WEDNESDAY, June 15, 2016 (HealthDay News) -- America's heart health seems to be improving, a new study reports.
Federal researchers found that fewer Americans over 40 have coronary heart disease. The rate is down from just over 10 percent in 2001-2002 to 8 percent in 2011-2012, the study found.
Despite the overall decline, there wasn't a significant change in heart disease rates for people from 40 to 59 years old. But the rate among those 60 and older fell from 19.5 percent to 15 percent, the researchers said.
The rate among women dropped more than 2 percent during the study period. There were also significant declines in coronary heart disease among whites and blacks, the study revealed.
Having health insurance was also linked to better heart disease rates, the study authors said.
The study was carried out by researchers at the U.S. Centers for Disease Control and Prevention's National Center for Health Statistics.
So, what are older Americans doing that may be boosting their heart health?
The researchers suggested that better management and prevention of modifiable risk factors is likely why the rates of heart disease are coming down. These factors include high blood pressure, abnormal cholesterol, smoking, diabetes, overweight and obesity.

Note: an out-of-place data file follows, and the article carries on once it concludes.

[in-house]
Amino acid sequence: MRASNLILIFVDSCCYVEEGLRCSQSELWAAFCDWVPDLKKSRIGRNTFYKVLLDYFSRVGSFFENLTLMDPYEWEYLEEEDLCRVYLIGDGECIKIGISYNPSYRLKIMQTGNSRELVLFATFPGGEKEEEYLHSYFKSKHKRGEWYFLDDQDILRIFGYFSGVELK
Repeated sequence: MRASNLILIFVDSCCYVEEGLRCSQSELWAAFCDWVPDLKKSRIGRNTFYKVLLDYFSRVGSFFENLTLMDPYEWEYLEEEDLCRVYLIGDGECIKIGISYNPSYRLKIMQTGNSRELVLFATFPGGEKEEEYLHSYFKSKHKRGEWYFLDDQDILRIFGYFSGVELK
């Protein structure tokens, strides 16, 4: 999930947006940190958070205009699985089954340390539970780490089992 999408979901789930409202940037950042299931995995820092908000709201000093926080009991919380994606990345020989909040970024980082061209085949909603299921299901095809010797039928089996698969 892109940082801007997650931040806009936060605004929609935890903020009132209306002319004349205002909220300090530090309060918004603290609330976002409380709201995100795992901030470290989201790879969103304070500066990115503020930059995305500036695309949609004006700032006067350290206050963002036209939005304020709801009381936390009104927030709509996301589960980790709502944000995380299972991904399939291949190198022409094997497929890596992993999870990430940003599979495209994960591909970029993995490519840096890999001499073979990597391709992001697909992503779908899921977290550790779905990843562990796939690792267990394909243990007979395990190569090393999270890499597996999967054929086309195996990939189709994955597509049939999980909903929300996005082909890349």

The rates of high blood pressure and abnormal cholesterol haven't gone down. But people are controlling those risk factors, the researchers noted.
Diabetes and obesity rates are on the rise, but the study authors said that overall, management of blood sugar levels has greatly improved.
The study was published June 14 in the American Journal of Preventive Medicine.
The drop in heart disease rates "could relate to general trends in lifestyle changes, such as improved diet, increased level of physical activity, or other factors such as prophylactic aspirin use among U.S. adults," said lead study author Sung Sug (Sarah) Yoon. She was with the National Center for Health Statistics at the time of the study.
"Furthermore, anti-smoking prevention efforts have resulted in a decreased prevalence of cigarette smoking, which may have contributed to the decrease in coronary heart disease prevalence," she said in a journal news release.
The U.S. National Heart, Lung, and Blood Institute has more on coronary heart disease.